Fishin’ with Capt. Gus: The Most Difficult Sport

David Goodman Little Creek Stiper

David Goodman of Cornelius, NC holds a Lake Norman striped bass. Photo courtesy of Capt. Gus Gustafson

Every sport requires a different set of skills to overcome the challenges of the game.

Some say that hitting a baseball moving ninety miles an hour with a cylinder shaped bat is the hardest feat in any sport. Then there are those who speak of the mental toughness needed to play par golf. Hunting also has its tests, since much care must be taken to assure that the query doesn’t hear, smell or see the stalker. Fishing is a sport so difficult that catching a single fish is a good day for some, and landing a three pound bass is a lifetime achievement for others.

Don’t feel badly the next time you tell someone you didn’t get a bite, because catching fish isn’t easy.

Fishing might be the most difficult sport of all, considering that most of the time you can’t even see your opponent. In fact, you don’t even know if the fish will be there when you go fishing.  Unlike football or soccer where the other team must be on the field to play the game, fish can be anywhere. Thus, the angler is often casting in a barren body of water with little chance of catching anything.

So what does one do? Most answer the call by buying more tackle, better electronics, and bigger boats, while others seek free advice from anyone who will oblige. That’s not a bad start, but nothing beats study, practice and experience. That’s why successful fishermen know everything there is to know about the life cycle, migration patterns and feeding habits of the species they are targeting. In addition, they spend countless hours on the water learning through experience where their invisible quarry spends its days, nights and seasons.

Unlike stick and ball sports that begin at a specific time and place, fishing has no such schedule. There are no rule books to follow. Fish play (bite) only when, how and where they want to, or not at all. Those are the most frustrating days for the novice, particularly when they learn that the fish began biting an hour after they left the area. The only unwritten rule is that fish bite on their own schedule, one that is never posted. In any other sport, fish would be disqualified for rule violations. But in the lopsided pastime called fishing, the fish blow the whistles and the only flags thrown are against the anglers.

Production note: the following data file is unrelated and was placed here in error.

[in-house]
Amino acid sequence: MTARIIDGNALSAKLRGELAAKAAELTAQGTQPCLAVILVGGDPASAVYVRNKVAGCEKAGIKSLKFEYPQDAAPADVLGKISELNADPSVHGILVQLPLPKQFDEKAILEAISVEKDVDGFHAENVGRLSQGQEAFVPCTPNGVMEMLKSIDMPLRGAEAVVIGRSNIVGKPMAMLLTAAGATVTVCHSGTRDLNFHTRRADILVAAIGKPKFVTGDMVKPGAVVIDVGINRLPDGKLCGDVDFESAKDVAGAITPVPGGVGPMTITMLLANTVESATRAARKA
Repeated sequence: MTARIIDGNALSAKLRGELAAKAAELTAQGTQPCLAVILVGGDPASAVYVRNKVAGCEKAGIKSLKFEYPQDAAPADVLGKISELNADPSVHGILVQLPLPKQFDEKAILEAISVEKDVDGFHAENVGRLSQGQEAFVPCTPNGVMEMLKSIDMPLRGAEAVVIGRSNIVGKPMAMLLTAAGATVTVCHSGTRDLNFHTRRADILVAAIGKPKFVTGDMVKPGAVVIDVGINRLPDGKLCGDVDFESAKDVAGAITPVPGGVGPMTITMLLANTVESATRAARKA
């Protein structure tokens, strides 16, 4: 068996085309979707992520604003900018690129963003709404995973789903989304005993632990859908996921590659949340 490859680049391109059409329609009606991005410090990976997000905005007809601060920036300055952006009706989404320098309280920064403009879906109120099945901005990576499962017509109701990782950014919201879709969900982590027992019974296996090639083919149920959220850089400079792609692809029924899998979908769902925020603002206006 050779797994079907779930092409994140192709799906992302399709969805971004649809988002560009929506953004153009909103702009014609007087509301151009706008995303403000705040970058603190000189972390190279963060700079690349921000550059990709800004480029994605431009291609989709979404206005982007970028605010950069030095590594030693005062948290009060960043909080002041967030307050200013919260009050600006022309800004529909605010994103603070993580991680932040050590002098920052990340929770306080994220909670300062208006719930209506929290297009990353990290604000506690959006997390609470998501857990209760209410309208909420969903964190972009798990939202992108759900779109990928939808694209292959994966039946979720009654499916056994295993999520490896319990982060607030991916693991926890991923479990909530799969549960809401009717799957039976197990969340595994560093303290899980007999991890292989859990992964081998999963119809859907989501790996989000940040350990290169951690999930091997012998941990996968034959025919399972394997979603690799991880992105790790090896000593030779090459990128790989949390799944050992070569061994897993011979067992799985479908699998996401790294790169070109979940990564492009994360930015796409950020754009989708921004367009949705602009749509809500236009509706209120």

Upcoming Events: Free fishing seminar – “Using Sonar, Down Scan, Structure Scan and GPS To Catch More Fish In 2015” – Jake Bussolini and I will discuss the theory and practical application of locating and landing fish with the aid of electronics. This ninety-minute session will begin at 6:30 p.m. on January 21st at Gander Mountain, Exit 36 in Mooresville, NC. For additional information, call 704 658 0822.

Lake Norman January Fishing Forecast:  One chilly morning last year, a tackle shop owner was overheard giving this sage advice. “Dress for cold weather, seek out the warmest water temperatures, and fish slow and deep.”

Fishing this January will be no different. Plenty of bass, perch, stripers and hybrids will come from the warm waters adjacent to the Marshall and McGuire Power Plants. In addition to the warm water discharge channels (Hot Holes), Ramsey and McCreary Creeks are productive locales in January.

Not all fish find their way to the “Hot Holes”. The majority will be taken by anglers who retrieve slow moving baits near deep water docks, humps, points and channel runs. The opportunistic anglers will stop to cast their lures under droves of diving sea birds.

Tips from Capt. Gus! Don’t let the fish know you’re fishing for them!

Lake Conditions: The water level on Lake Norman is about 3.0 feet below full pond and is 2.4 feet below full on Mountain Island Lake. The surface water temperature is in the high forties and low fifties in water not affected by power generation on Lake Norman.

Capt. Gus Gustafson of Lake Norman Ventures, Inc. is an Outdoor Columnist and a full time Professional Fishing Guide on Lake Norman, NC. Visit his website at www.Fishingwithgus.com or call 704-617-6812. For additional information, e-mail him at Gus@lakenorman.com.

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